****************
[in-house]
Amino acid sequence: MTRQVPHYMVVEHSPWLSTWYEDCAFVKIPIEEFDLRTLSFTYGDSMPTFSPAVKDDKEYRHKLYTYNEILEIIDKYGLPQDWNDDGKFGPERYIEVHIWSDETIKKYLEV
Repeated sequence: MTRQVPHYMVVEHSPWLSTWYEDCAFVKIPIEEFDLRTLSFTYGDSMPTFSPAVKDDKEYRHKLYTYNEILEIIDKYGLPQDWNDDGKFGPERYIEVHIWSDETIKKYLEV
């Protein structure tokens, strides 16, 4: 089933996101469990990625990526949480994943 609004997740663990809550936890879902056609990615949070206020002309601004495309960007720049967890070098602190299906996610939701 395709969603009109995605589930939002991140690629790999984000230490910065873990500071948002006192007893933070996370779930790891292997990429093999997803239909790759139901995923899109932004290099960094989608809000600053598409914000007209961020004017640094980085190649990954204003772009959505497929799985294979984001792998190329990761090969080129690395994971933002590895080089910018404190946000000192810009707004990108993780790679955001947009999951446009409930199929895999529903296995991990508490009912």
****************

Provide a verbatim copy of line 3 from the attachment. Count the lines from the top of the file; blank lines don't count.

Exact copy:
Repeated sequence: MTRQVPHYMVVEHSPWLSTWYEDCAFVKIPIEEFDLRTLSFTYGDSMPTFSPAVKDDKEYRHKLYTYNEILEIIDKYGLPQDWNDDGKFGPERYIEVHIWSDETIKKYLEV